Tuesday, 26 October 2010

Solomon Burke - Nothing's Impossible - 2010 - Ear Music

One cannot look at, nor listen to, this album without feeling incredibly sad. Incredibly sad, yet heart-warmed that this special album actually happened. We have, in 2010, lost two of the all-time greats: Willie Mitchell and now Solomon Burke. This album is remarkable in that after 35 years of trying, the two legends finally made it into the studio together to craft a beautiful album of southern soul that only Willie could produce, and Solomon could deliver. Recorded between 2008 and 2010, this album will appeal to anyone who loves either gentleman and if the style of Al Green's latest set - or Even Anthony Hamilton, come to that - is to your taste then you will equally love this. One o the strongest, most emotive cuts on offer here is the opening song, "Oh What A Feeling". It's slow, lazy, southern style is peppered with unhurried live drums, understated real strings and a thoughtful, bluesy guitar. Solomon at 70 is - was - as powerful and remarkable now as he was back in the early - mid 1960s and one can hear a lifetime of experience mingled in with that vocal swagger. This is the stuff of legend.

I would recommend the gorgeously string-laden "Dreams" as your next port of call. Mitchell is definitely at home on this sort of material, and restrained but passionate and insightful, Burke ministers over this groove. The horn section and organ take us way back to the early 70s and stylistically remains an aspect of timelessness. Credit, then, to these two giants of music and all those including Willie's sons who have tirelessly and meticulously learned what we may call the pre-tool production style to a tee. The title of the set, "Nothing's Impossible" allows Solomon some real room to expand and soar his voice uplifted by stirring strings and raw, edgy horns. A song that really grabbed my heartstrings is "You Needed Me"...this version of the old Anne Murray song penned by Randy Goodrum in1978 is really stripped down and given the Royal Studios treatment. We could almost forgive ourselves for re-imagining this as a brand new song and not an interpretation.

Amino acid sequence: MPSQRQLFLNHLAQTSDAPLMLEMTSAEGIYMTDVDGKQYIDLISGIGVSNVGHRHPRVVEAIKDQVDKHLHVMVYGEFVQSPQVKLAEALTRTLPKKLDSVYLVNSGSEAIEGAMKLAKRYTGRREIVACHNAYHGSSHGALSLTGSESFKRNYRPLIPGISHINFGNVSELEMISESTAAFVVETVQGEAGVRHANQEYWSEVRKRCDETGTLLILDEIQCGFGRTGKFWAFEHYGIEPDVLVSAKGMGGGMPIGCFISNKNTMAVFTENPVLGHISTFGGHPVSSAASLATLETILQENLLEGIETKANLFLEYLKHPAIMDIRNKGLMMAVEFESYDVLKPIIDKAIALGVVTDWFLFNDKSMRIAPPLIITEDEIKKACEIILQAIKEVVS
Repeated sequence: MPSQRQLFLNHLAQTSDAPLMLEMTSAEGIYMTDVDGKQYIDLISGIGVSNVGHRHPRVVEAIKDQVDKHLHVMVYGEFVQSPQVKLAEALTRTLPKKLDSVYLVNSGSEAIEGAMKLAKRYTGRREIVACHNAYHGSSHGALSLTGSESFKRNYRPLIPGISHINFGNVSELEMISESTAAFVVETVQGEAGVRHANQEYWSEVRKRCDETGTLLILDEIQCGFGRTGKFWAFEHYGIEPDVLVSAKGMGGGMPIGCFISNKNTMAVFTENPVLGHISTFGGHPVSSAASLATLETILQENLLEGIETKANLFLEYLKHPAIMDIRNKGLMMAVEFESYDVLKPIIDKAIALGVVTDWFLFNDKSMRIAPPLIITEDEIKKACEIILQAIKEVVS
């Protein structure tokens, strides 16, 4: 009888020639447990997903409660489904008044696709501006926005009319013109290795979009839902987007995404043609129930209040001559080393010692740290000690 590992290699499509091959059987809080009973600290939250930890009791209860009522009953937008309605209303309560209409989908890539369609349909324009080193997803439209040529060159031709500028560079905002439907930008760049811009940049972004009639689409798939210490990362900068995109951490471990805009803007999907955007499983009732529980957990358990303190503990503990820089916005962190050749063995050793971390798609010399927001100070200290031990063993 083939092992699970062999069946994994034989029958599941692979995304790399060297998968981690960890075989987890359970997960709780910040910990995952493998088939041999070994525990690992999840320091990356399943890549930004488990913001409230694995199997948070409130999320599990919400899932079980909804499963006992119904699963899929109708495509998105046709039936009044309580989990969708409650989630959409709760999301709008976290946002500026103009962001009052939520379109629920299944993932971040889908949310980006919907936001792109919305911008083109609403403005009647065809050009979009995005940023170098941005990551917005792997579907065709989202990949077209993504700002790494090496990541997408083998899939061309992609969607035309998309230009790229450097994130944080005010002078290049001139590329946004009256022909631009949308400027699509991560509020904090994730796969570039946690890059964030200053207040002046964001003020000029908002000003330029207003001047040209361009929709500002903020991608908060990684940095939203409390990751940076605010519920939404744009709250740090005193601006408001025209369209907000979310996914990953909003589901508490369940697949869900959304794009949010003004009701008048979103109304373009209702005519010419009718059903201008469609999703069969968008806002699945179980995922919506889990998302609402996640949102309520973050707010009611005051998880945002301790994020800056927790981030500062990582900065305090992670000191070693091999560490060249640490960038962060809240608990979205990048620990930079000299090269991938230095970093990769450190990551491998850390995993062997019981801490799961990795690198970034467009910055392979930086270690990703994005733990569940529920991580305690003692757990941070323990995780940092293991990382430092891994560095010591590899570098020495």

From Burke's own hand comes the traditional Mitchell uptempo number "You're Not Alone", and a fine piece to lift the spirits it is too. the horns get you every time, don't they?! The bitter taste of when a lover has moved on is tackled sensitively with "New Company" and again smacks of the traditional sound we all know and love. Now, I believe this to be the last works of either gentlemen, and as I said at the outset this is both very sad, but also very joyous. Willie Mitchell and Solomon Burke are a match made in musical heaven - a place I am sure they very much are now - and amazing that we have waited until the second decade of the 21st Century top receive the combined efforts of these towering talents. The crack is that both gentleman have remained true to themselves and what we have here is nothing short of what we could ever have hoped to have expected. Smouldering, raw and edgy ballads, horn-filled dancers and more pleading testifying than you will get outside any Southern Pulpit. A fitting and timeless tribute to both of these amazing, much loved, and now deeply missed gentlemen. An essential release.

Barry Towler
The Vibe Scribe